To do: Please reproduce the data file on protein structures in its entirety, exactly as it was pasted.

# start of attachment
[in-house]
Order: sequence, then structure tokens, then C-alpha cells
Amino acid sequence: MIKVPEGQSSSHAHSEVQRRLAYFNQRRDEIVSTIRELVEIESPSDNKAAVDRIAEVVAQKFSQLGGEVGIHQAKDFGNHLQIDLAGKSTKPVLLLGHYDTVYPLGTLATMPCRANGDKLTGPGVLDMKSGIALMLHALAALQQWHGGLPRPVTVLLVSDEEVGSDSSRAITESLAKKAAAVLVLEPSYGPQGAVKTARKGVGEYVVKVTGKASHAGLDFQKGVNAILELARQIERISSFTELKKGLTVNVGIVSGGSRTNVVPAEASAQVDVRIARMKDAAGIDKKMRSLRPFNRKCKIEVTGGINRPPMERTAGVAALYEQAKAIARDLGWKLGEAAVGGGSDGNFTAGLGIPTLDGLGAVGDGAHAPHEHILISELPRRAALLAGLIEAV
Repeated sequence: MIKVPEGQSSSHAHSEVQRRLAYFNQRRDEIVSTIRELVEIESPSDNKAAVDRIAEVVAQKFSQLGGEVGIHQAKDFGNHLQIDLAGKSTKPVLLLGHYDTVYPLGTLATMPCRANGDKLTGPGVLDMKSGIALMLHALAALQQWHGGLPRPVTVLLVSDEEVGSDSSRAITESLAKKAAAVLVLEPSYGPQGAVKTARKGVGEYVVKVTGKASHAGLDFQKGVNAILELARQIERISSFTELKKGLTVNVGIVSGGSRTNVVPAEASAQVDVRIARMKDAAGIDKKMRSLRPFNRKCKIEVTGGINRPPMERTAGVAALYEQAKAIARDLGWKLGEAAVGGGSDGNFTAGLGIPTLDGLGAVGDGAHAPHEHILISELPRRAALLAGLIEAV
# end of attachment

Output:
[in-house]
Order: sequence, then structure tokens, then C-alpha cells
Amino acid sequence: MIKVPEGQSSSHAHSEVQRRLAYFNQRRDEIVSTIRELVEIESPSDNKAAVDRIAEVVAQKFSQLGGEVGIHQAKDFGNHLQIDLAGKSTKPVLLLGHYDTVYPLGTLATMPCRANGDKLTGPGVLDMKSGIALMLHALAALQQWHGGLPRPVTVLLVSDEEVGSDSSRAITESLAKKAAAVLVLEPSYGPQGAVKTARKGVGEYVVKVTGKASHAGLDFQKGVNAILELARQIERISSFTELKKGLTVNVGIVSGGSRTNVVPAEASAQVDVRIARMKDAAGIDKKMRSLRPFNRKCKIEVTGGINRPPMERTAGVAALYEQAKAIARDLGWKLGEAAVGGGSDGNFTAGLGIPTLDGLGAVGDGAHAPHEHILISELPRRAALLAGLIEAV
Repeated sequence: MIKVPEGQSSSHAHSEVQRRLAYFNQRRDEIVSTIRELVEIESPSDNKAAVDRIAEVVAQKFSQLGGEVGIHQAKDFGNHLQIDLAGKSTKPVLLLGHYDTVYPLGTLATMPCRANGDKLTGPGVLDMKSGIALMLHALAALQQWHGGLPRPVTVLLVSDEEVGSDSSRAITESLAKKAAAVLVLEPSYGPQGAVKTARKGVGEYVVKVTGKASHAGLDFQKGVNAILELARQIERISSFTELKKGLTVNVGIVSGGSRTNVVPAEASAQVDVRIARMKDAAGIDKKMRSLRPFNRKCKIEVTGGINRPPMERTAGVAALYEQAKAIARDLGWKLGEAAVGGGSDGNFTAGLGIPTLDGLGAVGDGAHAPHEHILISELPRRAALLAGLIEAV